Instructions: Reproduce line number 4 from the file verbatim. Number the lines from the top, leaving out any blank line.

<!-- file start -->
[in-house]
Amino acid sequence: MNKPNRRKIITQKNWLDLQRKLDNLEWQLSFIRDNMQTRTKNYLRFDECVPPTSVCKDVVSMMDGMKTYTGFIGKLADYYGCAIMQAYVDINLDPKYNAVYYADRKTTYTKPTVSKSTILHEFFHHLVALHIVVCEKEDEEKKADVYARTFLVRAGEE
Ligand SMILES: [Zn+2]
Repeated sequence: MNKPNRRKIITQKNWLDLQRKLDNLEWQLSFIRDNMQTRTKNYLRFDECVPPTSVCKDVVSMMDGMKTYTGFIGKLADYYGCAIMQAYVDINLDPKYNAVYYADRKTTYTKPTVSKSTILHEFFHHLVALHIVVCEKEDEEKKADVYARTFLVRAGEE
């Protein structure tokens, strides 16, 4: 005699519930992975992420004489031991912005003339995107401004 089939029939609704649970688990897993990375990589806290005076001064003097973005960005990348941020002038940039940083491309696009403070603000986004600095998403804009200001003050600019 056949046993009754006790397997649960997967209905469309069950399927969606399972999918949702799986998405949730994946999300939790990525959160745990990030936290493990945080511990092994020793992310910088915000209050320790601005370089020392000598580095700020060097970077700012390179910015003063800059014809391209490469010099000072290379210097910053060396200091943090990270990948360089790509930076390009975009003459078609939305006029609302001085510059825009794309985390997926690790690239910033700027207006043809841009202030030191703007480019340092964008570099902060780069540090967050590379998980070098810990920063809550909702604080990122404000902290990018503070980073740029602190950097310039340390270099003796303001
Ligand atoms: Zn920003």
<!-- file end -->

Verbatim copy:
Repeated sequence: MNKPNRRKIITQKNWLDLQRKLDNLEWQLSFIRDNMQTRTKNYLRFDECVPPTSVCKDVVSMMDGMKTYTGFIGKLADYYGCAIMQAYVDINLDPKYNAVYYADRKTTYTKPTVSKSTILHEFFHHLVALHIVVCEKEDEEKKADVYARTFLVRAGEE